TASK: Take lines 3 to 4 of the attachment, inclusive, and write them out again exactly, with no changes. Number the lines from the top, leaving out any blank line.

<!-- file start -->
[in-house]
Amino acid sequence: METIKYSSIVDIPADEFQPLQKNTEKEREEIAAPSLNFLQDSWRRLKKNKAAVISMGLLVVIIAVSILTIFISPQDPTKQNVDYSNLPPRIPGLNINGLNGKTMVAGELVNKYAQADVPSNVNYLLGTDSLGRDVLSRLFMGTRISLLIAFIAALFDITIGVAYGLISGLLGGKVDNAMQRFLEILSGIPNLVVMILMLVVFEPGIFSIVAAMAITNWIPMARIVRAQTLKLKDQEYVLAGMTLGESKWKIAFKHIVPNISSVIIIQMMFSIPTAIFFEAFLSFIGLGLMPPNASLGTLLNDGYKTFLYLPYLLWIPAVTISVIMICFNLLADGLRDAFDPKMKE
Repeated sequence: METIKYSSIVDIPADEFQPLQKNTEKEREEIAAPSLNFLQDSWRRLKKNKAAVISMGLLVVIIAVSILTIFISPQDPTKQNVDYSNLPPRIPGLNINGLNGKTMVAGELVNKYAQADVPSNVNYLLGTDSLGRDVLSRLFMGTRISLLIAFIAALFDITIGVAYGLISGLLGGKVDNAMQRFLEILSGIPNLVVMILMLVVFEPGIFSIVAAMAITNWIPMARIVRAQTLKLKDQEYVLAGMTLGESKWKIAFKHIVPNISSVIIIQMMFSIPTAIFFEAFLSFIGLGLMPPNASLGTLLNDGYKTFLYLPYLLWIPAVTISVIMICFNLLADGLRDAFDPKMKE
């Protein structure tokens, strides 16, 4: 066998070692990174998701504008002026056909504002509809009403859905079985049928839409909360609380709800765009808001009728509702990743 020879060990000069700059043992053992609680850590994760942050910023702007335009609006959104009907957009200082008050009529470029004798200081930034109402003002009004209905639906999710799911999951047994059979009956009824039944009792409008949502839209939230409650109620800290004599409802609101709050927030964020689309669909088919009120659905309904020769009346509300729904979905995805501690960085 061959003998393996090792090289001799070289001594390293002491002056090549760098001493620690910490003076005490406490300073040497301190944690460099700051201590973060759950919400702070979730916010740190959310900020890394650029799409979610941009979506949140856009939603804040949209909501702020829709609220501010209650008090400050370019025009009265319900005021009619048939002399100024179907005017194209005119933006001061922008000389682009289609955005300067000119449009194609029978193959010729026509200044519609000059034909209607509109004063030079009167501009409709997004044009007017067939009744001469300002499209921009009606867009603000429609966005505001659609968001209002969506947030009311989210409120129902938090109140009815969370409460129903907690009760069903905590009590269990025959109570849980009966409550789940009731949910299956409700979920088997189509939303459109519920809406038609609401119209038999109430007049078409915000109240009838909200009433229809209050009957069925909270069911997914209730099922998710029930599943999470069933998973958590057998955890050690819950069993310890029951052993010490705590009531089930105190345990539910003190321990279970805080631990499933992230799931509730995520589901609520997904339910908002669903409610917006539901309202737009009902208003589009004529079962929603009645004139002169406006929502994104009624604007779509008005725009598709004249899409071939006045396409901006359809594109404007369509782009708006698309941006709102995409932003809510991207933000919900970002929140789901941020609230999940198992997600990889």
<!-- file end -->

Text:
Repeated sequence: METIKYSSIVDIPADEFQPLQKNTEKEREEIAAPSLNFLQDSWRRLKKNKAAVISMGLLVVIIAVSILTIFISPQDPTKQNVDYSNLPPRIPGLNINGLNGKTMVAGELVNKYAQADVPSNVNYLLGTDSLGRDVLSRLFMGTRISLLIAFIAALFDITIGVAYGLISGLLGGKVDNAMQRFLEILSGIPNLVVMILMLVVFEPGIFSIVAAMAITNWIPMARIVRAQTLKLKDQEYVLAGMTLGESKWKIAFKHIVPNISSVIIIQMMFSIPTAIFFEAFLSFIGLGLMPPNASLGTLLNDGYKTFLYLPYLLWIPAVTISVIMICFNLLADGLRDAFDPKMKE
């Protein structure tokens, strides 16, 4: 066998070692990174998701504008002026056909504002509809009403859905079985049928839409909360609380709800765009808001009728509702990743 020879060990000069700059043992053992609680850590994760942050910023702007335009609006959104009907957009200082008050009529470029004798200081930034109402003002009004209905639906999710799911999951047994059979009956009824039944009792409008949502839209939230409650109620800290004599409802609101709050927030964020689309669909088919009120659905309904020769009346509300729904979905995805501690960085 061959003998393996090792090289001799070289001594390293002491002056090549760098001493620690910490003076005490406490300073040497301190944690460099700051201590973060759950919400702070979730916010740190959310900020890394650029799409979610941009979506949140856009939603804040949209909501702020829709609220501010209650008090400050370019025009009265319900005021009619048939002399100024179907005017194209005119933006001061922008000389682009289609955005300067000119449009194609029978193959010729026509200044519609000059034909209607509109004063030079009167501009409709997004044009007017067939009744001469300002499209921009009606867009603000429609966005505001659609968001209002969506947030009311989210409120129902938090109140009815969370409460129903907690009760069903905590009590269990025959109570849980009966409550789940009731949910299956409700979920088997189509939303459109519920809406038609609401119209038999109430007049078409915000109240009838909200009433229809209050009957069925909270069911997914209730099922998710029930599943999470069933998973958590057998955890050690819950069993310890029951052993010490705590009531089930105190345990539910003190321990279970805080631990499933992230799931509730995520589901609520997904339910908002669903409610917006539901309202737009009902208003589009004529079962929603009645004139002169406006929502994104009624604007779509008005725009598709004249899409071939006045396409901006359809594109404007369509782009708006698309941006709102995409932003809510991207933000919900970002929140789901941020609230999940198992997600990889």